Our next outing was to Bozeman to get a jump start on bringing in summertime supplies.  Not much of a story there except for this…a thing called “woods queerness”…”brought on by solitude and a growing awareness of the emptiness all around.”  The term comes from a wonderful book published in 1942 entitled, We Took To The Woods by Louise Dickinson Rich.  It’s a true story about a couple who lived deep in the woods in Maine for many years.  At one point Louise realized she hadn’t been Outside for four years and she wondered if she was going “woods queer.”  It manifests itself in little ways, like when you finally re-enter civilization you see hidden meanings in what people say or the way they look at you.  It can make you question and scrutinize your every thought and act.  Going to Bozeman for me was perhaps not this dramatic, but I did find myself being hyper-aware of how I was acting in the shops and trying not to overwhelm ordinary people with my propensity to be really friendly and talk too much. (I know from living in the big city of Boston for years that being too friendly is perceived as “odd.”)
I think I did a pretty good job of holding it together.  Or did I…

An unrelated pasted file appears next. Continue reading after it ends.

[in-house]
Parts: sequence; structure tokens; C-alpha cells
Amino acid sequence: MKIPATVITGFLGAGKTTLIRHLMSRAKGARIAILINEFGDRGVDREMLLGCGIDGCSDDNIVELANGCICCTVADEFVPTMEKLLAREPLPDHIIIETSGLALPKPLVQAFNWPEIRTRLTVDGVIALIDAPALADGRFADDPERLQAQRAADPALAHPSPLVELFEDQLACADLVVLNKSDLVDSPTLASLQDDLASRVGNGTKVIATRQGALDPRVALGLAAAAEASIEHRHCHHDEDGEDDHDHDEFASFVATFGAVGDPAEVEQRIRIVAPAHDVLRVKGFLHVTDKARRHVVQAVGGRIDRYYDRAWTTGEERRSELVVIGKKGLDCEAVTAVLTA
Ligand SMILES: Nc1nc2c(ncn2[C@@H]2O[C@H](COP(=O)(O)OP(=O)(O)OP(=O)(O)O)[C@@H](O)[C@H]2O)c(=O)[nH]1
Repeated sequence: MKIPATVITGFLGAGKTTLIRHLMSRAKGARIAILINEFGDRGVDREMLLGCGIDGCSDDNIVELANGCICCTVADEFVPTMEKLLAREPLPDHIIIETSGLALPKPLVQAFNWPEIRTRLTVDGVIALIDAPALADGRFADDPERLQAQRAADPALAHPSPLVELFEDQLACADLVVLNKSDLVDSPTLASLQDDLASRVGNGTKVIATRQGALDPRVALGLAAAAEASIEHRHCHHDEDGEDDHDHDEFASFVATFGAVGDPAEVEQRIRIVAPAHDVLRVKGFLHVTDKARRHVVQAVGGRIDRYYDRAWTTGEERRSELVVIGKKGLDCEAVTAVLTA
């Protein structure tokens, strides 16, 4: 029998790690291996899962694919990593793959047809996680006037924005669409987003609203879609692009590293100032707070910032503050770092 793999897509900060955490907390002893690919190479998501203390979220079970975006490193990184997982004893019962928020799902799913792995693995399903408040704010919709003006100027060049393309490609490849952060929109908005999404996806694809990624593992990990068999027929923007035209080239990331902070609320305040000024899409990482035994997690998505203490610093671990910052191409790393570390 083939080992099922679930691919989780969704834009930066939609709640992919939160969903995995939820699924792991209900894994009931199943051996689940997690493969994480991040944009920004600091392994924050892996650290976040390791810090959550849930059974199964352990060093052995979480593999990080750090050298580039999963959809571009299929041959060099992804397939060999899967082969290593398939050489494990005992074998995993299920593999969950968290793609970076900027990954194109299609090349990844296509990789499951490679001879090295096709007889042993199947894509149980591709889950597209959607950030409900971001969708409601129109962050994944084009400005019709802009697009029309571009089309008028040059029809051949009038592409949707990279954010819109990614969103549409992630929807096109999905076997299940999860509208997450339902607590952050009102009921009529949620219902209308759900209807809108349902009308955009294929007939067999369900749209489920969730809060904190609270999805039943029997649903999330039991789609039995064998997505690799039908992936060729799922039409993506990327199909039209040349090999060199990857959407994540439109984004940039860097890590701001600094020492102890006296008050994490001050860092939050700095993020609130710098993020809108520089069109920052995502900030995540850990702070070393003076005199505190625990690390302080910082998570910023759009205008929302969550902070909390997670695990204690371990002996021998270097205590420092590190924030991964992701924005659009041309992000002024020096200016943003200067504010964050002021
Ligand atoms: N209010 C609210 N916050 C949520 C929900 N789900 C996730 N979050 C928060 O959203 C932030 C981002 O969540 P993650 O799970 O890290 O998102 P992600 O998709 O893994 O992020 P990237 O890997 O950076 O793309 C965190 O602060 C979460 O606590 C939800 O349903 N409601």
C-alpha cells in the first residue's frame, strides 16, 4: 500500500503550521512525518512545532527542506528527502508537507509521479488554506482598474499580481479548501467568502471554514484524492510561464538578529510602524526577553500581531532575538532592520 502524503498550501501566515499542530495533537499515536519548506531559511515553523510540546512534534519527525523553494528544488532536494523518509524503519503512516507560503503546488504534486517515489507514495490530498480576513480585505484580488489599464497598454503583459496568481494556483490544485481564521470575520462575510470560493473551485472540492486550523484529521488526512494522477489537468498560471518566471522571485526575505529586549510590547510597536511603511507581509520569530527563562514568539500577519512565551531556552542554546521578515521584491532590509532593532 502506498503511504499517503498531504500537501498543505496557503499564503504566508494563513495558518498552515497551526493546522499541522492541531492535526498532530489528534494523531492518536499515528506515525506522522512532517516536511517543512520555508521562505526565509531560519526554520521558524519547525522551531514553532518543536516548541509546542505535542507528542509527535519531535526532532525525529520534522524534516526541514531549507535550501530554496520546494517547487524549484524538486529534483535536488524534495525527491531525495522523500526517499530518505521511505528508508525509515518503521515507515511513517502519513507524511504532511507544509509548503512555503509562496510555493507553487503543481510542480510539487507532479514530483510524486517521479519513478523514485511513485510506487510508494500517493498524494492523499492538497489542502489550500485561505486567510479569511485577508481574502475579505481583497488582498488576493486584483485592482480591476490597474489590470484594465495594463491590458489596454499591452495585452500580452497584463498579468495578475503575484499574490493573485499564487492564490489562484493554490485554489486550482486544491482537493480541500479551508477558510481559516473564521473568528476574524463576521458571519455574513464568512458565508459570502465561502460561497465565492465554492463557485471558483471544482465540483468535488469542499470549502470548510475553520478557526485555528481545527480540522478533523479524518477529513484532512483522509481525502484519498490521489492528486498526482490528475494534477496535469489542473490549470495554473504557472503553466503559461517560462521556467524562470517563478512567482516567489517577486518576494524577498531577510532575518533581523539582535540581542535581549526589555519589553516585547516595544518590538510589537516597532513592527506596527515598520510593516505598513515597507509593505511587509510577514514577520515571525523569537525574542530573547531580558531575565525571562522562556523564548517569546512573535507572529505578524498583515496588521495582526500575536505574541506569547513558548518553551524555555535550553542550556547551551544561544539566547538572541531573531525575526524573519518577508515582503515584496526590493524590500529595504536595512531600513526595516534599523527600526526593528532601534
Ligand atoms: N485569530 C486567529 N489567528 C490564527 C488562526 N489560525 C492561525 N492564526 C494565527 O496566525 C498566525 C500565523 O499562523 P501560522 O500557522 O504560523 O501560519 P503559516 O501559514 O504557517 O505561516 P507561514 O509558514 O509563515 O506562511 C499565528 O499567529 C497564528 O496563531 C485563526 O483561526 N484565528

Yet another grocery-getting adventure.

March 10, 2015…45* and not a cloud in the sky!

Picking up where I left off on my last post…there is no “perfect world.”  Jake did make it out to the truck on our little 2-wheel-drive ATV but the Pass remained “impassable” to street vehicles.  He was able, however, to get to town for a few heads of lettuce and bags of tomatoes which he carried in a cooler strapped to the back of the ATV.  The ATV is so small that with a cooler on back, Jake has to scrunch all the way forward on the machine…he ends up looking a bit like an adult trying to ride a tricycle.
So, with the knowledge in hand that we wouldn’t be able to put in “a big Sysco order” (as we had fantasized), we decided to put in a “bare minimum Sysco order” to see us through at least a few weeks.  We can carry two large coolers on our trailer so we ordered two boxes each of the three most vital components to our lunches: hamburgers, buns, and fries.
Since Jake had to cover several miles of dirt pulling our trailer with skis attached, he decided to screw metal flashing on the bottoms to protect the plastic from the sharp rocks.  (He couldn’t replace the skis with wheels because he knew there was too much snow on the Pass to get through.)  Well, that flashing lasted about 2 miles before the screw heads sheared off and the metal went a-flappin’ down the road.  A few miles later, one of the skis decided it had had ENOUGH and twisted itself sideways and then backwards rendering the trailer unusable for a good long time.